The reality is that Christians are in for trouble no matter who wins. Trouble has already come and will increase with a Clinton Presidency. But it would be a mistake to believe that a Trump victory will make America some sort of Christian paradise. I think one of the worst outcomes would be the church believing it’s dodged a bullet with a Trump win, heaving a sigh of relief and then returning to life as usual. We need God. We need revival. We need preparation for the end of the end times, which draws ever closer. How could life as usual do any of that?

We must become the church in deed as well as in word, loving our neighbors, aiding the poor, generally spending ourselves living out the gospel. I confess I find it easier to retreat into the Christian subculture, collecting stuff for myself and being glad to be left alone by a world that does not seem to want what I have. But that's not the assignment. And the world is increasingly unwilling to leave us alone. It is no longer enough to live by Christian principles and precepts. For the trouble yet ahead, we must have God's presence. We were meant to be vitally connected to our Father and King, through Jesus our Messiah. We were meant to interact with our nation as those who possess a precious resource they desperately need. They were supposed to look at us and beg to know why we were different. Instead we became pretty much just like them. So while I hate trouble and avoid it when possible, this trouble is actually good news. This is God gradually removing our ease and comfort, shaking us awake so we will seek Him as our greatest need.

The tide is moving ever more swiftly towards a post-Christian culture, in which no place has been reserved for us. But with God as our source and resource and recourse, what have we to fear? Our faith has always been counter-cultural—even revolutionary. Maybe if we stop trying to fit in, we can be free to be the believers we were always intended to be—strong in faith, humble in adversity, sacrificial in love and service, and full of joy that our God is knowable and has chosen intimate friendship with His people. Such a church would make the demons tremble.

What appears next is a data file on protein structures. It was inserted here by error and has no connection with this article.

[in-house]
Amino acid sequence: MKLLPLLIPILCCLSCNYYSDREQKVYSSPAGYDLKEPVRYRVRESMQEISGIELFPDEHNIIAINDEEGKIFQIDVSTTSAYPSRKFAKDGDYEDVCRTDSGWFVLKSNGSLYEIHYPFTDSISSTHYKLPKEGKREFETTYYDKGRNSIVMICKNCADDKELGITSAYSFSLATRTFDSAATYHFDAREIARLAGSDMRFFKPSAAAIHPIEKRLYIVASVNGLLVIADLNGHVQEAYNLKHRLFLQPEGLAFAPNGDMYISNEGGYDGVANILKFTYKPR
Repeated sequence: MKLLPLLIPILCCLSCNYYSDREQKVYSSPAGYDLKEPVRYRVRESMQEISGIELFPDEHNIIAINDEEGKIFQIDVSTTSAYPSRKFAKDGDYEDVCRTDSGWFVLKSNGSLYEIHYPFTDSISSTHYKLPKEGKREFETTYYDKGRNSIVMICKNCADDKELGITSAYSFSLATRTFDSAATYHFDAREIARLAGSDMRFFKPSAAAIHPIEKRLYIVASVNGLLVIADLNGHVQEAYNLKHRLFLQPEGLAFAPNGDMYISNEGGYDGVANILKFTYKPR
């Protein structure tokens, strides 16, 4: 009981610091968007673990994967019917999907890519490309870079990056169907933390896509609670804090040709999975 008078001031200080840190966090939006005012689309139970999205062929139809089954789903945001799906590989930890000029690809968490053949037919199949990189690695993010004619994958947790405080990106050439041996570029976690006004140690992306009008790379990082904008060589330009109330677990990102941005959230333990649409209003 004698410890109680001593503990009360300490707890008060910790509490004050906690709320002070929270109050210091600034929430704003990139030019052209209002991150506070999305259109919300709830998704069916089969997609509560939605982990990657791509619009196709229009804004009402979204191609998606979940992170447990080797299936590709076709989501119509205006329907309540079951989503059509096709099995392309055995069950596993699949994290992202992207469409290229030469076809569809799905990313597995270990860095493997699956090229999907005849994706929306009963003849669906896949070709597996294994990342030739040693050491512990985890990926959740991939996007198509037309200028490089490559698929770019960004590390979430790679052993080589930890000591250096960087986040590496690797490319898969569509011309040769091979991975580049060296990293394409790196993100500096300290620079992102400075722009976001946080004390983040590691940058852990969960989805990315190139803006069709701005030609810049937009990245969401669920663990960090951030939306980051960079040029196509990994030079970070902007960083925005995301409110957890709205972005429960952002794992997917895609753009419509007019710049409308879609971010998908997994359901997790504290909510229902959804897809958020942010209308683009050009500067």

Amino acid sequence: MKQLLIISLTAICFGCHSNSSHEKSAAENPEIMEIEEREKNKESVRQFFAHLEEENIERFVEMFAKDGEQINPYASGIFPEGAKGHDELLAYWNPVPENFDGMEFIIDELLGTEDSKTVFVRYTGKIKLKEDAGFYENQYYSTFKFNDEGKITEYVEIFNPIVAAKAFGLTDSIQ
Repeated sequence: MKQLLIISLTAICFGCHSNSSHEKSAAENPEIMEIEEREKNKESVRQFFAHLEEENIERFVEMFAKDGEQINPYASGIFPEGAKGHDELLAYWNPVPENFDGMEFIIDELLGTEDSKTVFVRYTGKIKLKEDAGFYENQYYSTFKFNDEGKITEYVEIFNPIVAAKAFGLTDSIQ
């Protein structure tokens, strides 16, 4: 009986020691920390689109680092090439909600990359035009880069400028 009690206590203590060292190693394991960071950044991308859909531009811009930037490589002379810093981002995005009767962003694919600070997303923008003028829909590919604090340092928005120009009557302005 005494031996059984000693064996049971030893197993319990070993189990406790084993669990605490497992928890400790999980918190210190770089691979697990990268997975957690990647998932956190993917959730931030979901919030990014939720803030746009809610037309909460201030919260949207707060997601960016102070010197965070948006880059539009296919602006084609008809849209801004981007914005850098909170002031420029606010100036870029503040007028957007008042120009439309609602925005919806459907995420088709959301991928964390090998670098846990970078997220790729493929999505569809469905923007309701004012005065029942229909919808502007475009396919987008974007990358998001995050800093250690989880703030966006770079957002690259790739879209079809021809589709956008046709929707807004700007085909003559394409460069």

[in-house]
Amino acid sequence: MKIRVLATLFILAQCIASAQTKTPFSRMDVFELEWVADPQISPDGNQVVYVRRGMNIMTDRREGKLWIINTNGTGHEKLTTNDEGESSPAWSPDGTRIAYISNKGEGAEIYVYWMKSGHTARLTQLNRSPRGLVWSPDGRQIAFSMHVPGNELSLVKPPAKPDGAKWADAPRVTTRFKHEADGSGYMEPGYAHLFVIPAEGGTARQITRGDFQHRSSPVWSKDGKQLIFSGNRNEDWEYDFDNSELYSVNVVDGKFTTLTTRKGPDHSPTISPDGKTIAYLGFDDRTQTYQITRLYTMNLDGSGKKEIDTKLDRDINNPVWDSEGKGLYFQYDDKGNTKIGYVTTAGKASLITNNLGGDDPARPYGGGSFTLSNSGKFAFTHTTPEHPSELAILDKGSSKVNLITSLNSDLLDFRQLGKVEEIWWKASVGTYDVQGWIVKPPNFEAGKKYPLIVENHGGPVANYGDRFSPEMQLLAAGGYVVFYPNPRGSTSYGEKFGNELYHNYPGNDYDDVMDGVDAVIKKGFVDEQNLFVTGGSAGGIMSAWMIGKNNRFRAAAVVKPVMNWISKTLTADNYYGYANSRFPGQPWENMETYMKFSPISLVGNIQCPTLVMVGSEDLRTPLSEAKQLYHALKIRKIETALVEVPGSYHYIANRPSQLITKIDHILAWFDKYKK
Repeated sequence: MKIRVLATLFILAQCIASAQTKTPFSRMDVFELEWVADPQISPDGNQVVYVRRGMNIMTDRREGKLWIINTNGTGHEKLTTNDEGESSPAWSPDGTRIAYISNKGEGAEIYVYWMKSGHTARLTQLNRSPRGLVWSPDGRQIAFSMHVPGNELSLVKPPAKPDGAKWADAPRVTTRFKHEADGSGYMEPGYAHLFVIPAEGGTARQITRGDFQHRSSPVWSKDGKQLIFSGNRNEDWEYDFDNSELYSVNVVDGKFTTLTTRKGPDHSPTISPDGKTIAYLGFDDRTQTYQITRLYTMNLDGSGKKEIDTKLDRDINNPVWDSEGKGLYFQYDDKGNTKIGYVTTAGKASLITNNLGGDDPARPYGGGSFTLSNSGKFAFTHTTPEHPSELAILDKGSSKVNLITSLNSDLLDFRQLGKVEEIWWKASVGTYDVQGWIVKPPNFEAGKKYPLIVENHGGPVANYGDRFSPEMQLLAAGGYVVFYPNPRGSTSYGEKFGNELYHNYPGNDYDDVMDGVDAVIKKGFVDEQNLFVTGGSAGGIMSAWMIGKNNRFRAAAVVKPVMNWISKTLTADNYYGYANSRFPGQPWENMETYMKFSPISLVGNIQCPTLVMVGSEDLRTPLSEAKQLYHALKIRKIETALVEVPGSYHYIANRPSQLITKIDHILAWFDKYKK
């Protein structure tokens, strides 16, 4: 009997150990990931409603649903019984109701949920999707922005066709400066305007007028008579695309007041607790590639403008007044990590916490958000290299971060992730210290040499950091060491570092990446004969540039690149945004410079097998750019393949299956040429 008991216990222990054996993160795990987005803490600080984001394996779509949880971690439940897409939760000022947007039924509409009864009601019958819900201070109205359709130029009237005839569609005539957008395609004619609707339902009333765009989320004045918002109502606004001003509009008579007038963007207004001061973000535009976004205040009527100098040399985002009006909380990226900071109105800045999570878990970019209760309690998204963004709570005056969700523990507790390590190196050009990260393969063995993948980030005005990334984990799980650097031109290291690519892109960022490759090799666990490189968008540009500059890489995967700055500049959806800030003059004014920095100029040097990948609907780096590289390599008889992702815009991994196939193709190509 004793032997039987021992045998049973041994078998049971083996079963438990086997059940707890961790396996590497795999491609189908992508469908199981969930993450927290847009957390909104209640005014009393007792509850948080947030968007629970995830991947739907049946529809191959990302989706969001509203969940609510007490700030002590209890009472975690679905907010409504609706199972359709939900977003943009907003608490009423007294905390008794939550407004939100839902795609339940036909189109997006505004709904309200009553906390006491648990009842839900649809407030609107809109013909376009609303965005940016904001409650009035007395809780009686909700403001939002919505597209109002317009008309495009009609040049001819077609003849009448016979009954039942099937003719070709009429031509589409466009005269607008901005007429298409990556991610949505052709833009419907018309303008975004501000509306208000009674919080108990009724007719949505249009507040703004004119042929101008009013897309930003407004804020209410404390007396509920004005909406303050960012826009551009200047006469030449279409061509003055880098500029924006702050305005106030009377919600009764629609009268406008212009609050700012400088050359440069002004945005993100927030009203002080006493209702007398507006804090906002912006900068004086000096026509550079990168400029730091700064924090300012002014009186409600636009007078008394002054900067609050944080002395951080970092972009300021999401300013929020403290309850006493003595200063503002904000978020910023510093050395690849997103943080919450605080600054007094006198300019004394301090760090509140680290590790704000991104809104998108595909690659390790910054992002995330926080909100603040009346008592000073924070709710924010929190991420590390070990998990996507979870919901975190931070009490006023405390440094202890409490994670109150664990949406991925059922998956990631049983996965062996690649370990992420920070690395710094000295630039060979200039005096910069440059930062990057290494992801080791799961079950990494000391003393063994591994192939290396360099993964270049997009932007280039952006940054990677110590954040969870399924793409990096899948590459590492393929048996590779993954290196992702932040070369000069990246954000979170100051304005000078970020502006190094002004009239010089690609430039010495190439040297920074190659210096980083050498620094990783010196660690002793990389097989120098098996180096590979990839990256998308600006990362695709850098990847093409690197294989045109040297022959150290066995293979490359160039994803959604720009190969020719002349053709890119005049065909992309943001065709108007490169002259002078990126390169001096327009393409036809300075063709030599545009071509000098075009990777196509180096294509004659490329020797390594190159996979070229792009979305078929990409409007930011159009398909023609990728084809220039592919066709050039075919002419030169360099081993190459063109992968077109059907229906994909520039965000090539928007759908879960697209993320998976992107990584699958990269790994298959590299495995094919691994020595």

Polls are inaccurate and both candidates are greatly disliked—even within their own parties. Despite over-sampled polls and media pronouncements, it is not at all clear which one will win on November 8. It is therefore encouraging to remember that God is not shocked by the shenanigans that are Donald Trump vs. Hillary Clinton. He knew we would face this choice in 2016. He knows with absolute certainty how honest Hillary is and how selfless Donald is. So I’m voting for the platform I most agree with and leaving the results to God. He knows what He's doing. My rights are God's responsibility. My reputation is His to care for. When Jesus faced the cross, the impossibly difficult became possible because His heart was held safe by God. He trusted completely in his Father's love and wisdom and power. And we can do the same. 

Still hate this election though.

*This is not an admonishment to vote for any particular candidate. I trust that every Christian is praying and will vote as they believe they should. I am simply recounting my journey. 

Monday, October 24, 2016

Thank you, Father!

Each year observant Jews read through the first five books of the Bible, or Torah. This is done by reading through a specified portion each week, along with selections from the prophets. Each week at synagogue a large scroll is removed from its special cabinet or ark, rolled to the selected text and portions read aloud to the congregation. The liturgical year ends at the conclusion of the Feast of Booths (Sukkot), then the reading schedule resets for the new year in a celebration called Rejoicing in the Torah (Simchat Torah). It is celebrated by singing, dancing, eating and bringing the scrolls from their ark and carefully re-rolling them to the beginning, to start the cycle of readings once again.